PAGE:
It's good to check systemd for new boot-time things every so often

October 7, 2018

I tweeted:

Oh. The reason my office workstation always took a somewhat unusually long time to (re)boot is that I had an ancient, nonexistent iSCSI target configured, so finding all disk devices had to wait for the iSCSI connection attempt to time out. That was silly.

This turns out to not quite be the case. While my ancient iSCSI target configuration had been there for a very long time, I only installed the iSCSI initiator programs recently, on September 4th, when I seem to have installed a bunch of QEMU-related packages. The dependencies pulled in the Fedora iSCSI initiator package, and that package decided that it should enable itself by default.

(Specifically it enabled the iscsi.service unit, which attempts to automatically login to all suitably configured iSCSI targets. Also, I'm not sure my diagnosis in the tweet is correct, although I saw it delaying the boot in general; I just jumped to that explanation when I made the tweet.)

What this experience taught me is that it's a good idea to go look at what boot-time things are enabled every so often, to spot new ones that I don't want. On Fedora, clearly a certain number of things feel free to activate themselves on install, on the assumption that they're harmless (I may disagree). Checking for this every so often is a good idea.

I think that the easiest and most official way is to go look for recently changed things in /etc/systemd/system and important .wants subdirectories of this, especially and Conveniently, enabling units creates symlinks and the modification time of those symlinks is when the unit was enabled. A quick 'ls -lt' will thus turn up any recent new activations.

On the one hand, this feels sort of like a hack. On the other hand, it's a perfectly good Unix way of answering this question in a system where state is represented in the filesystem in straightforward ways. There's no need to provide an API and a command and so on when existing Unix tools can already answer the question perfectly well.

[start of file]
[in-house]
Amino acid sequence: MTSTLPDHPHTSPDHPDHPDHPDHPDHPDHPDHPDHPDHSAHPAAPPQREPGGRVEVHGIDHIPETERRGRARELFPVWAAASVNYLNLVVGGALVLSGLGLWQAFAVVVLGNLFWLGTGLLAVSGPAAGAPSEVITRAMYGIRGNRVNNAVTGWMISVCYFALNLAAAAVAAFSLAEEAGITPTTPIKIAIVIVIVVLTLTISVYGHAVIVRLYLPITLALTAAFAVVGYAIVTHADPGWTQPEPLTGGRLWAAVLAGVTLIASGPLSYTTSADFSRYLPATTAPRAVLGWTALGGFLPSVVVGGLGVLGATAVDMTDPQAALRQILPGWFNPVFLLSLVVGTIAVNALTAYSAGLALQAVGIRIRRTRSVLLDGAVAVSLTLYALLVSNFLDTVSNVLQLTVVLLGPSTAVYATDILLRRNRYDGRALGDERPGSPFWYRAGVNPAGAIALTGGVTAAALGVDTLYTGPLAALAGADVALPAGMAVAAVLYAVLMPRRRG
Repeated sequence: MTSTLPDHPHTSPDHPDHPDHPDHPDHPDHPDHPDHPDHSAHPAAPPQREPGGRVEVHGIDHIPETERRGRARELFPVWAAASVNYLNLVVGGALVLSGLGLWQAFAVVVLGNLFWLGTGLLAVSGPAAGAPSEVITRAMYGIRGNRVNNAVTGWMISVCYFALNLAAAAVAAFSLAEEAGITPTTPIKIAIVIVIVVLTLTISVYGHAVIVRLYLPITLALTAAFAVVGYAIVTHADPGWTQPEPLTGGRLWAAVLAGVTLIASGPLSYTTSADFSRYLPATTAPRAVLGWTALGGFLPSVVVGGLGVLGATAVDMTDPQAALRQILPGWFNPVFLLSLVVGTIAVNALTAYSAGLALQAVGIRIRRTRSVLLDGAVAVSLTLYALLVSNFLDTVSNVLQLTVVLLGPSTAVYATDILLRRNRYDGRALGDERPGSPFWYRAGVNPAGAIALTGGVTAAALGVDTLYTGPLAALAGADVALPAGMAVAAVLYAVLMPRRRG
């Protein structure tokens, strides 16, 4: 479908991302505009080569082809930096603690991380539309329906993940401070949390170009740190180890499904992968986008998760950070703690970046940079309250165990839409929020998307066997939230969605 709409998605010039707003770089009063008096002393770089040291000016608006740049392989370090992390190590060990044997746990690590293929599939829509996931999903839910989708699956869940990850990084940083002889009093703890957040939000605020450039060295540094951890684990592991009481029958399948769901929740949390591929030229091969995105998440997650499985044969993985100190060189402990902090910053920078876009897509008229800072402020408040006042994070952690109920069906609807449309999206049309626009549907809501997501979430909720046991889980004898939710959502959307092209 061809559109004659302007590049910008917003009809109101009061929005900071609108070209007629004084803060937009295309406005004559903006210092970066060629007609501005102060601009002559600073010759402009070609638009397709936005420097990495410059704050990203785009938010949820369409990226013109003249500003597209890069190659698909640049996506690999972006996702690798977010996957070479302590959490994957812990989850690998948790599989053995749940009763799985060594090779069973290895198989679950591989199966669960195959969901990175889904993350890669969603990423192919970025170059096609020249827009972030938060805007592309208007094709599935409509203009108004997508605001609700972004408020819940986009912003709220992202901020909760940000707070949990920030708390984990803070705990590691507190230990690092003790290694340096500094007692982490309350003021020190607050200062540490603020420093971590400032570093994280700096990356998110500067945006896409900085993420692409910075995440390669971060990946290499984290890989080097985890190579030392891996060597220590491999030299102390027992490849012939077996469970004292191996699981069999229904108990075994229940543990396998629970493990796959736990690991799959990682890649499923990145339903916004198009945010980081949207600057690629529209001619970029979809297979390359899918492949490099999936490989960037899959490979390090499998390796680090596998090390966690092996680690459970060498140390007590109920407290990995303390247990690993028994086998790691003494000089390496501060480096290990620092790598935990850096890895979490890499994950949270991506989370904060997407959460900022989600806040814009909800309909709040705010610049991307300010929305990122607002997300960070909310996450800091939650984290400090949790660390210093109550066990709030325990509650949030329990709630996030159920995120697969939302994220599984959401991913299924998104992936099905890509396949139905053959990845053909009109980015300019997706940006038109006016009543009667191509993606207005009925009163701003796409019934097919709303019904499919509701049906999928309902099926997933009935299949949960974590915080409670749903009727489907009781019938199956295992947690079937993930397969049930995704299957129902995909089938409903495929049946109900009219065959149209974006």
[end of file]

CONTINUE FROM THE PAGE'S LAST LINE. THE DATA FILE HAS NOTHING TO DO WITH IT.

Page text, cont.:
Now that I've stubbed my toe on this, I'm going to see if I can remember to check for new boot-time services every so often. I've already turned up one surprise on my office workstation, where sssd.service got enabled on August 8th (which was when I upgraded the machine from Fedora 27 to Fedora 28, although this didn't happen on my home machine when I upgraded it). This is probably harmless, so I've let it be so far.

(Since the iSCSI stuff has only been there for a month or so, it's not the long term cause of my slower than expected boots (although it may have been delaying them lately). But that's a discussion for another entry.)

PS: This isn't specific to systemd, of course. Any init system is subject to having new or updated packages decide that they absolutely should be enabled. Systemd does give you a somewhat richer set of paths to this due to socket activation, and any dependency-based system can hide extra activations because they can happen concurrently and not obviously delay your boot (most of the time).

Comments on this page:

From at 2018-10-08 04:14:16:

There are timestamps, but in addition to them, I've found etckeeper to be irreplaceable as far as strange changes in /etc go. The automatic commit messages even include what packages were installed or removed.

Written on 07 October 2018.
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Last modified: Sun Oct 7 22:48:06 2018
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